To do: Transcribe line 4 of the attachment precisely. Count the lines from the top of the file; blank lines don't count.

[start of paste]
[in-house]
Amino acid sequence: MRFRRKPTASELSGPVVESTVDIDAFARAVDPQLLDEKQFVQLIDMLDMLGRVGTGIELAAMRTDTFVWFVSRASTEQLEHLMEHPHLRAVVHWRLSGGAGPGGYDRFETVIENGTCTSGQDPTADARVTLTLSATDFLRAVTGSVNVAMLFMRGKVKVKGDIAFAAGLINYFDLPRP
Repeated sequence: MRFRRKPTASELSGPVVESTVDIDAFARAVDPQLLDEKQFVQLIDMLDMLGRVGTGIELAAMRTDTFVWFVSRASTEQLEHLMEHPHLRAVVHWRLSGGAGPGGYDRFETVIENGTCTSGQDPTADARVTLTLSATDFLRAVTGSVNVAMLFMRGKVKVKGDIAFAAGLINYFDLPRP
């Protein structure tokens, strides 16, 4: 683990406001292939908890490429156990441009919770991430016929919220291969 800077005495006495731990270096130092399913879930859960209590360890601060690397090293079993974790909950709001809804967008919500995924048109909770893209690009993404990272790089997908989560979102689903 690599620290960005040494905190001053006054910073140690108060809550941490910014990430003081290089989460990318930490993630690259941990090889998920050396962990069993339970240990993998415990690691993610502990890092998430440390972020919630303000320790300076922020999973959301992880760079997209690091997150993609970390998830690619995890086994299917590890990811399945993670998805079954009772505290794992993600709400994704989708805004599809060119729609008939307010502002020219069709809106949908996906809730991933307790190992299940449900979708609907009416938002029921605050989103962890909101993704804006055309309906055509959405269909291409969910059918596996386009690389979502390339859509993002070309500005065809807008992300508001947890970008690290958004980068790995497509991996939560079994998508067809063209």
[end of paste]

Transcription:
């Protein structure tokens, strides 16, 4: 683990406001292939908890490429156990441009919770991430016929919220291969 800077005495006495731990270096130092399913879930859960209590360890601060690397090293079993974790909950709001809804967008919500995924048109909770893209690009993404990272790089997908989560979102689903 690599620290960005040494905190001053006054910073140690108060809550941490910014990430003081290089989460990318930490993630690259941990090889998920050396962990069993339970240990993998415990690691993610502990890092998430440390972020919630303000320790300076922020999973959301992880760079997209690091997150993609970390998830690619995890086994299917590890990811399945993670998805079954009772505290794992993600709400994704989708805004599809060119729609008939307010502002020219069709809106949908996906809730991933307790190992299940449900979708609907009416938002029921605050989103962890909101993704804006055309309906055509959405269909291409969910059918596996386009690389979502390339859509993002070309500005065809807008992300508001947890970008690290958004980068790995497509991996939560079994998508067809063209």